The truth is, that's only about 60 pounds. 60 pounds for an Italian Cashmere suit, made to measure. So despite the numerous 000s it's something of a bargain. The price tag variation goes to show the wide variation in currency value between countries. On our trip we have agonised over 10,000 Dong tips and yet that's only 40p.

The Asian Financial Crisis of 1997 is one of the main reasons for Asian currencies having values a factor of many thousands less than that of the UK's. Indeed many businesses still deal in both US Dollar and Vietnamese Dong here in case there is a similar crash to that of '97 in the near future.

Evidence of how far off the pace Vietnam is from Western economies has been with us on a daily basis on our travels. Local newspapers advertise jobs for 100,000 dong per day which is the equivalent of 4 British pounds, beer is purchased for as little as 20p and Western tour buses travel alongside local buses on freeways with the same destinations yet with wildy different ticket prices. (Mercifully the tour buses don't travel at the same reckless speeds as the local option.)

Our most personal encounter with the Western currency value clashing so brutally with the Vietnamese currency value came in a humble sampan, a small rowing boat that was powered by an old woman as she navigated us through the Tam Coc region of central Vietnam. The tour was 60,000 Dong. About 2 pounds. The ride lasted 2 hours.

Don't get me wrong, the ride was lovely as it took in some beautiful scenery but there is surely nothing much more discomforting in this world than an old pensioner rowing your rich white bottom around for a couple of hours for a couple of quid, a large slice of which won't even make it into her pocket.

Furthermore, there was a 4th person in the boat, a younger lady who with broken English was trying to sell us Vietnamese knick-knacks for half the duration of the trip.

Despite the Western guilt, the knowledge that money that you wouldn't bat an eyelid over if it dropped out your pocket one day is enough to sustain this lady's family for a month, I have to confess that I didn't buy any of the products.

We did take a lot away from the experience though. Namely what is our duty in this world? Is the West deliberately keeping struggling economies low for their own gains (cheap imports etc)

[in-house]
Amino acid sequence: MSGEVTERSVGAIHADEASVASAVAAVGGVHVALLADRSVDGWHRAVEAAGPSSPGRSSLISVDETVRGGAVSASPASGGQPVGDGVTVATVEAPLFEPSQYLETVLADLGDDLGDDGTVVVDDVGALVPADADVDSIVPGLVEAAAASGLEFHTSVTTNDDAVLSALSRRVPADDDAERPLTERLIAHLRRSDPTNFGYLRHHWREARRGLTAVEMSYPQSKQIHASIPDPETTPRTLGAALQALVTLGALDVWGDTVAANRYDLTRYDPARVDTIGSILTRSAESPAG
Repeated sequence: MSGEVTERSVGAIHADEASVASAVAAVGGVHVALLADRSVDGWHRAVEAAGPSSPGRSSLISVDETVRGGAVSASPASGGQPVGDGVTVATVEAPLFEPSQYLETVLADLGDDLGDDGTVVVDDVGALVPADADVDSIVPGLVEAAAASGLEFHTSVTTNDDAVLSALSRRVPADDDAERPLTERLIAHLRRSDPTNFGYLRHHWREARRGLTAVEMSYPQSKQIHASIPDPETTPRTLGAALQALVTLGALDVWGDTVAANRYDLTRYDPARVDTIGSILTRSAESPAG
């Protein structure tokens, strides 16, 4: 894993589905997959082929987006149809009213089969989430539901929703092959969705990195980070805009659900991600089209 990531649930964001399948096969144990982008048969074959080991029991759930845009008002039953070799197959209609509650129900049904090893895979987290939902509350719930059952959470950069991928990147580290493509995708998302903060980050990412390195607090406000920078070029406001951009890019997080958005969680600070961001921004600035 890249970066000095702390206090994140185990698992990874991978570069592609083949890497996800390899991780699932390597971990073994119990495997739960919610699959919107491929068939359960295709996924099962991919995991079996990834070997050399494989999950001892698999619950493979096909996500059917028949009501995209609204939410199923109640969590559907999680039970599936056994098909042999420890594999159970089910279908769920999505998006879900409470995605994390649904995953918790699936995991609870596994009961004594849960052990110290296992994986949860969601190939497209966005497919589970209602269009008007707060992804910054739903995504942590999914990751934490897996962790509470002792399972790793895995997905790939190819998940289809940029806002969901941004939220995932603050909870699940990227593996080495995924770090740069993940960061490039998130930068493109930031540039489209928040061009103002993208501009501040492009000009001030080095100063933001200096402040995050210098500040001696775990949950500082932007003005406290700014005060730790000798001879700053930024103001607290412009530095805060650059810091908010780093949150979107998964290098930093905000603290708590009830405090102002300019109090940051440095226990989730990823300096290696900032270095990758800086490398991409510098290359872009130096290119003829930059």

Also, is it so terrible for people to be paid such low amount of money in such an economy? Will such wages, significantly low on a global scale, mean that the vast majority of Vietnamese have no chance of visiting Scotland while I can visit their country on a whim? Is such a situation fair and equitable? Should I start a campign group? (I guess Make Trade Fair beat me to it though by a few decades though.)

I don't know if aiming for a one-to-ne currency exchange rate across the world is the answer but in the absence of a solution to the inequality in the world I suppose for now I will have to satisfy myself that the next best thing is to travel with a smile, be respectful and keep buying sampan rides and million dong suits where I can.

Saturday, 15 November 2008

Food and Clothes in Hoi An

They may be two of life's necessities but here in Hoi An they are so much more than that.

Yes, our journey down the Vietnamese coast has brought us to a small town called Hoi An which is home to some 200 tailors and all of a sudden these backpackers (and flashpackers) are dressed a lot more smartly on the road. Including our good selves. Bought so far:

Ann - 2 skirts, 1 shirt, 1 pair of dress shoes, 1 pair of comfortable shoes, 2 pairs of trousers

Jeff - 1 suit, 2 pairs of comfortable shoes, 1 shirt, 1 silk tie, cufflinks.

We've heard stories of people staying for weeks and weeks as they double their wardrobe back home. For us, we'll be keeping our fancy clothes for a special James Bond film night in Bangkok later on.